SMITH, Miss [J.?] ~ Studies of Flowers from Nature. Dedicated by permission to Her Royal Highness Princess Elizabeth. This work will consist chiefly of a a Selection of Subjects from the choicest Exotics, painted after Nature, with a correct outline of each and Instrucitons for producing a fac-Simile of the finished drawing by Miss Smith.
Hand-coloured aquatint title page, 20 hand-coloured aquatint of flowers, each in two states - coloured and uncoloured for copying. Each image is preceded by a leaf of instructions to improve the Art of Colouring, 3pp. of subscribers at the rear. Folio, good ample margined copy in full contemporary straight grain rich purple/brown morocco, sides with blind-tooled roll borders, triple gilt fillets and a central lozenge stamped in blind with a floriate cornered gilt border, spine in compartments with raised bands, each panel elaborately blind tooled with gilt borders, titled in gilt in second panel, turn-ins with triple gilt fillets, all edges gilt. Joints and edges slightly rubbed, Dahlia plate with some staining which goes through to the very edges of the remaining two plates (not affecting images). Without the errata slip. Early 19th century bookseller’s label of Smith, Elder & Co and a later one of George Gregory of Bath.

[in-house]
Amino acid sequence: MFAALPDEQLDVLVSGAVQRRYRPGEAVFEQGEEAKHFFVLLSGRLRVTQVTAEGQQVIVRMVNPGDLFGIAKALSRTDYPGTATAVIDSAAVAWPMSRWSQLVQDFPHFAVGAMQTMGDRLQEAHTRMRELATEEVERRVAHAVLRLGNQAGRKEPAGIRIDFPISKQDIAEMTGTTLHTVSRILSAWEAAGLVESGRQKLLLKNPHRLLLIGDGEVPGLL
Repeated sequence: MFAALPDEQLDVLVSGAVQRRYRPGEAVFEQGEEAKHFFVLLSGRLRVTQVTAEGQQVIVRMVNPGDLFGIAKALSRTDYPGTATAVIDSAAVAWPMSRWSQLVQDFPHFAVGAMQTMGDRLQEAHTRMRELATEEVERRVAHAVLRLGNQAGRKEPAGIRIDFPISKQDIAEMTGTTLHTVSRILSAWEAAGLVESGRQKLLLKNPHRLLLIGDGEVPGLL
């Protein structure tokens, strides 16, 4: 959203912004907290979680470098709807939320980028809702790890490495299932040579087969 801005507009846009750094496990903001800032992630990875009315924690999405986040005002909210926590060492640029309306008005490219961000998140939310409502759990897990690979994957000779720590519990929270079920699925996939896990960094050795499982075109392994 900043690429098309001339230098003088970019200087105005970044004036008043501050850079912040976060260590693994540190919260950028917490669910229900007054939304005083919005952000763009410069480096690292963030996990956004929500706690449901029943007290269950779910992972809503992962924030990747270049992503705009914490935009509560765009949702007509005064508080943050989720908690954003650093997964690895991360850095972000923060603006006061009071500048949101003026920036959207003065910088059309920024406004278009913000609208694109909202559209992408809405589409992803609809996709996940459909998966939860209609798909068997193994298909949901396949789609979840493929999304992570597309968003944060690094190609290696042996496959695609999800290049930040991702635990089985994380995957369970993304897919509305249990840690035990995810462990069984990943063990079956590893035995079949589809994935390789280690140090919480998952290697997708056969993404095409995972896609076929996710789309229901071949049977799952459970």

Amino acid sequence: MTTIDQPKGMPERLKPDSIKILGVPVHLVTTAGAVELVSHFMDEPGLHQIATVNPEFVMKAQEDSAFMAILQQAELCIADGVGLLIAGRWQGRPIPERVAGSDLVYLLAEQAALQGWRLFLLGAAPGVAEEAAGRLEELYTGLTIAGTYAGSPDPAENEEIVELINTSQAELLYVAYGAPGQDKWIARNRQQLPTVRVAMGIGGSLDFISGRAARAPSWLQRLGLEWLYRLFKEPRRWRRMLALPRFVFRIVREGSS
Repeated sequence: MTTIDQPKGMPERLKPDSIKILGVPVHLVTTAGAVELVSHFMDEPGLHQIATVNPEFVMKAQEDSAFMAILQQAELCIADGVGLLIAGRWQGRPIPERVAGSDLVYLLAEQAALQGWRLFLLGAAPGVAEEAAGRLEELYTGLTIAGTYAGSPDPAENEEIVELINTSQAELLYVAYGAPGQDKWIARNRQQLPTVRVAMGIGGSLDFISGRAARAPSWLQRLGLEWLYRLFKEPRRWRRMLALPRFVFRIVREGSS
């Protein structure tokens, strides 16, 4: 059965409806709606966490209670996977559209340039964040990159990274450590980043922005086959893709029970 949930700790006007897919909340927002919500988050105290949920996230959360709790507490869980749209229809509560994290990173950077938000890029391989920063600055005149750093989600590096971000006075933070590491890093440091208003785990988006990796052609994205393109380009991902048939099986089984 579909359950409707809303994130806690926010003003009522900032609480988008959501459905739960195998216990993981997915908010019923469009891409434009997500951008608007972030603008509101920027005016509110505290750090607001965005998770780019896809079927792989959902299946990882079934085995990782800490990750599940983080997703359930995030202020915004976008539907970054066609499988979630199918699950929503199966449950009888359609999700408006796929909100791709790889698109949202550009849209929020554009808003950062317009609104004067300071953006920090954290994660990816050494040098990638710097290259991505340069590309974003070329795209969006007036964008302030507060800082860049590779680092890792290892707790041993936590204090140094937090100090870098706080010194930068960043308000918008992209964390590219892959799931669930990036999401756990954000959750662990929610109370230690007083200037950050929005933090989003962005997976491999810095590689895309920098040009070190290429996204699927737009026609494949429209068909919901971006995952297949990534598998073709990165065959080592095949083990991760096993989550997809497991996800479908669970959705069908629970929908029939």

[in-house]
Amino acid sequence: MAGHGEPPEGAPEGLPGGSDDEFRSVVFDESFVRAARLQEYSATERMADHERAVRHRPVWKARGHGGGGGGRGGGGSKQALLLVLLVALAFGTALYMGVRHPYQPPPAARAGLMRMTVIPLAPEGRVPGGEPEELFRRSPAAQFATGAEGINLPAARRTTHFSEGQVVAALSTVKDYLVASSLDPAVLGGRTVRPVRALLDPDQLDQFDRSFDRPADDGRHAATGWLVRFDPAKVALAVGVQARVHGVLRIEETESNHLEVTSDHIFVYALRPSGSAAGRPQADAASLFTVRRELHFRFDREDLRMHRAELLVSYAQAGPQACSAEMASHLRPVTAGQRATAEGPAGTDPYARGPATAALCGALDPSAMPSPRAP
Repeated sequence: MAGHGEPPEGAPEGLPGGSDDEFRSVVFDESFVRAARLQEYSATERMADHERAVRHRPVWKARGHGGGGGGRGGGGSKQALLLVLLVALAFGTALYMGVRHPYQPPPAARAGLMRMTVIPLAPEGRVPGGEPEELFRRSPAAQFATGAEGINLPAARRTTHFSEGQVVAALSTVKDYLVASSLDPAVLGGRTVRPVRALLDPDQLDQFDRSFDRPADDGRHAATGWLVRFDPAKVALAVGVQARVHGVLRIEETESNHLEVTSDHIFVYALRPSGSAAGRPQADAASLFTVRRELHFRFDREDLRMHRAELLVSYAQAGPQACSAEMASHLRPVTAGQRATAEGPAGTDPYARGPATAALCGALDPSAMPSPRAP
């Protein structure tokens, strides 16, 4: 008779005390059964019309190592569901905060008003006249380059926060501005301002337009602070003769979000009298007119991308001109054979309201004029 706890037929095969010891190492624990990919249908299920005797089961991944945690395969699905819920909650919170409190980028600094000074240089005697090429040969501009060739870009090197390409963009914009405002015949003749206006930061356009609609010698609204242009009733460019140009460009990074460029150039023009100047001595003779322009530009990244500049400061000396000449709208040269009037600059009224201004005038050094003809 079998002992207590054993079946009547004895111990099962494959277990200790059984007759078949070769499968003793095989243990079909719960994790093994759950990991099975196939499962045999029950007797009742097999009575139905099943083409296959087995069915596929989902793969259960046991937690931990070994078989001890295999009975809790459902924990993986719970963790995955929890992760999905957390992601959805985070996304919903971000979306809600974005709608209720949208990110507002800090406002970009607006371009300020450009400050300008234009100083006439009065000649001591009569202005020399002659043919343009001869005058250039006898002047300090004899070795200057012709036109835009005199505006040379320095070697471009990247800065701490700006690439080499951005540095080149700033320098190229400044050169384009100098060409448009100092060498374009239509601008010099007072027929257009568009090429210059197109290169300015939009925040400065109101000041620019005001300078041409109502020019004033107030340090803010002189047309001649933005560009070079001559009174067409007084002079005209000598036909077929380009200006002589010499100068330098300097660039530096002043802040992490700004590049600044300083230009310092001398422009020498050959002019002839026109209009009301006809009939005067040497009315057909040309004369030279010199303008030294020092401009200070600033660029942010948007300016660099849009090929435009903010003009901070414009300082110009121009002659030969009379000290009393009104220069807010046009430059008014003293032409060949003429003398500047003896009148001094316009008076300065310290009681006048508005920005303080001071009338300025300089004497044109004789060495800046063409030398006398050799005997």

A privately printed, finely illustrated instructional copybook intended as practice for amateur watercolourists and botanical artists, usually ladies, with uncoloured duplicate plates of each handcoloured aquatint and detailed instructions on colours to use and how to colour them so they look like Miss Smith’s finished watercolours. One of the finest instruction manuals of its time, made when there was a keen interest in and fashion for botanical painting.
The work is dedicated to Princess Elizabeth who was a keen amateur artist. 92 copies sold on subscription and the list of subscribers is a clear indicator as to who would use the manual - gentlemen and primarily ladies of leisure. Interestingly the printer Ackermann ordered 10 copies.
The work can be dated from the paper which is watermarked 1817-18. We do not know anything about Miss Smith except where she lived. The flowers she illustrated apparently came from the Doncaster garden of a Mr. W. Crowder. She may have something to do with a Miss J. Smith whose work appeared in William Sole’s Menthae Britannicae but this was published 20 years earlier.